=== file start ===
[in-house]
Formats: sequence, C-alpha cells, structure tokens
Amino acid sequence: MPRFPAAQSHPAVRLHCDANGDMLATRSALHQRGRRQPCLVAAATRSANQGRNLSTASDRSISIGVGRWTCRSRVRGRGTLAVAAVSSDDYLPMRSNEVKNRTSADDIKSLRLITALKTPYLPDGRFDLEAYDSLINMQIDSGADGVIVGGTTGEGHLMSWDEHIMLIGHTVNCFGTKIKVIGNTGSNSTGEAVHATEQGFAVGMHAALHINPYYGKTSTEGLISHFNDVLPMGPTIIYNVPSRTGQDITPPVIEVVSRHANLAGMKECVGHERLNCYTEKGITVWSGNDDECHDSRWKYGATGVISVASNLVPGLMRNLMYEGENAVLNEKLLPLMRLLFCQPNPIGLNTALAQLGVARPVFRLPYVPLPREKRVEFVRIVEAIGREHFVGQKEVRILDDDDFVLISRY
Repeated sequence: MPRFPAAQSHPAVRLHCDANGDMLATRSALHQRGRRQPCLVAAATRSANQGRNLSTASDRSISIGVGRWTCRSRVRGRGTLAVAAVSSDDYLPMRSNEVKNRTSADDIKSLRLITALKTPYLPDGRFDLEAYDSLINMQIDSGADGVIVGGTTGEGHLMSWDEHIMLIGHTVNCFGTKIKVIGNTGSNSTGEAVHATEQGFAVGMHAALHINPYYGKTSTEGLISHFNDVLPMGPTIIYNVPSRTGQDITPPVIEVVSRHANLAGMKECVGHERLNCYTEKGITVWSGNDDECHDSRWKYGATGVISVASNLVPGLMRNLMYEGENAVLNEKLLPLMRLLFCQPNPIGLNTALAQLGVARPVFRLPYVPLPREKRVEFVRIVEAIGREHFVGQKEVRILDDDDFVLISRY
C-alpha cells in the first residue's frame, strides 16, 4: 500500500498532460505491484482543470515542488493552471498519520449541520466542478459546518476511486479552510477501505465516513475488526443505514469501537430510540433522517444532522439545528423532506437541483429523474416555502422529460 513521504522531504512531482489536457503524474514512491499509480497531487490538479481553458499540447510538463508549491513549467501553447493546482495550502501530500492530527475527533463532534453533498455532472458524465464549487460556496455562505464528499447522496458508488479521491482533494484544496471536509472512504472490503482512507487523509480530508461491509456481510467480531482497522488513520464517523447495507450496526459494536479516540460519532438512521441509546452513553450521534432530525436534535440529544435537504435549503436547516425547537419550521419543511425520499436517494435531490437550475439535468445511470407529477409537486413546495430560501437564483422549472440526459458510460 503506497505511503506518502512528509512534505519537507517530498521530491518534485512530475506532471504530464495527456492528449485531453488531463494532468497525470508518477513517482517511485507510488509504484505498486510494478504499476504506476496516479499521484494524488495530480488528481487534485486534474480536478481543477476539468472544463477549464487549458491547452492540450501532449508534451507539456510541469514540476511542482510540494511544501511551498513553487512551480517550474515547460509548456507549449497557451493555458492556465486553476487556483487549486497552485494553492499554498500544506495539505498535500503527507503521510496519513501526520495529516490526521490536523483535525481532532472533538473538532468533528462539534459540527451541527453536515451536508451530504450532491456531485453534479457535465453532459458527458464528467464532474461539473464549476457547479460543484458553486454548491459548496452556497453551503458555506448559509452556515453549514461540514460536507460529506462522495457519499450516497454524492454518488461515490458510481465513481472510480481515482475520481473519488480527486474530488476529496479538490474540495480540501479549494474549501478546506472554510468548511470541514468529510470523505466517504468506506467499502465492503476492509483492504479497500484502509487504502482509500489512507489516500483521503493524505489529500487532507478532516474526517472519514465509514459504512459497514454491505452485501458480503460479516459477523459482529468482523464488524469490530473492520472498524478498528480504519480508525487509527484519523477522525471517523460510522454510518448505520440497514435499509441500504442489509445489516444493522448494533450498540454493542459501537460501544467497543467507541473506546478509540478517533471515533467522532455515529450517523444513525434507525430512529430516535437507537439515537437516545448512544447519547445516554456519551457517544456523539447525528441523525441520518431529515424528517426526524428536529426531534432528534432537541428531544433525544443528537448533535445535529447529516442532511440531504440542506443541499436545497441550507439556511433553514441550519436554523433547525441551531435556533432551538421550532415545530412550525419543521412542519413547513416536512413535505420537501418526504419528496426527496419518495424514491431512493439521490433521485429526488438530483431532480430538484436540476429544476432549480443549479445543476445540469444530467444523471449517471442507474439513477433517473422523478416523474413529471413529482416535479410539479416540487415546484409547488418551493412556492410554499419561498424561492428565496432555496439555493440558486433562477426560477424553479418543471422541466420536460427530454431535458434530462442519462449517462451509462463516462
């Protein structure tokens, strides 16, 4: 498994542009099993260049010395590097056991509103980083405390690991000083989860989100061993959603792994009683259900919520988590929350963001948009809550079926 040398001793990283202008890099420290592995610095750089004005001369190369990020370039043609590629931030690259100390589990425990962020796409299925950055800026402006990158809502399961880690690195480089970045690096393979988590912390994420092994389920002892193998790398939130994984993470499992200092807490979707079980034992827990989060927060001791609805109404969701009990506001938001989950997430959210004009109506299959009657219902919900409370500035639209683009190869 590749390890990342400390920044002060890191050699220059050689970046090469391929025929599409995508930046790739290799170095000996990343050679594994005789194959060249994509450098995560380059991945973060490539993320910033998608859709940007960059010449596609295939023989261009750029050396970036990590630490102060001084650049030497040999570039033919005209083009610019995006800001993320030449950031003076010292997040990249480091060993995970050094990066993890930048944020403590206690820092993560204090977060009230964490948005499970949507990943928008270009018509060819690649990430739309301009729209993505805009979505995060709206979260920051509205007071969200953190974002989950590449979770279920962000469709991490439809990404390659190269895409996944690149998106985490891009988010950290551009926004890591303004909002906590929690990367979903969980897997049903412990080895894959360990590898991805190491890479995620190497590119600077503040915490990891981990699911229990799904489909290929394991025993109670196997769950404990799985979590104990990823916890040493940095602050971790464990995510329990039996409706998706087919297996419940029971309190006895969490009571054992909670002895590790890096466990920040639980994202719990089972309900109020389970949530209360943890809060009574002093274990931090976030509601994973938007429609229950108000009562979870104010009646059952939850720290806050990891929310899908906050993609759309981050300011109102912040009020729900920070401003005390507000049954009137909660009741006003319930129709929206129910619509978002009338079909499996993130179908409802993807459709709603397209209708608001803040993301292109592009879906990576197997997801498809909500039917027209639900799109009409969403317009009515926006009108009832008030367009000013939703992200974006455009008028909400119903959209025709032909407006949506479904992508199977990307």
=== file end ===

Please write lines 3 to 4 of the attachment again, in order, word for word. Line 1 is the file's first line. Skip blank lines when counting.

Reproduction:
Amino acid sequence: MPRFPAAQSHPAVRLHCDANGDMLATRSALHQRGRRQPCLVAAATRSANQGRNLSTASDRSISIGVGRWTCRSRVRGRGTLAVAAVSSDDYLPMRSNEVKNRTSADDIKSLRLITALKTPYLPDGRFDLEAYDSLINMQIDSGADGVIVGGTTGEGHLMSWDEHIMLIGHTVNCFGTKIKVIGNTGSNSTGEAVHATEQGFAVGMHAALHINPYYGKTSTEGLISHFNDVLPMGPTIIYNVPSRTGQDITPPVIEVVSRHANLAGMKECVGHERLNCYTEKGITVWSGNDDECHDSRWKYGATGVISVASNLVPGLMRNLMYEGENAVLNEKLLPLMRLLFCQPNPIGLNTALAQLGVARPVFRLPYVPLPREKRVEFVRIVEAIGREHFVGQKEVRILDDDDFVLISRY
Repeated sequence: MPRFPAAQSHPAVRLHCDANGDMLATRSALHQRGRRQPCLVAAATRSANQGRNLSTASDRSISIGVGRWTCRSRVRGRGTLAVAAVSSDDYLPMRSNEVKNRTSADDIKSLRLITALKTPYLPDGRFDLEAYDSLINMQIDSGADGVIVGGTTGEGHLMSWDEHIMLIGHTVNCFGTKIKVIGNTGSNSTGEAVHATEQGFAVGMHAALHINPYYGKTSTEGLISHFNDVLPMGPTIIYNVPSRTGQDITPPVIEVVSRHANLAGMKECVGHERLNCYTEKGITVWSGNDDECHDSRWKYGATGVISVASNLVPGLMRNLMYEGENAVLNEKLLPLMRLLFCQPNPIGLNTALAQLGVARPVFRLPYVPLPREKRVEFVRIVEAIGREHFVGQKEVRILDDDDFVLISRY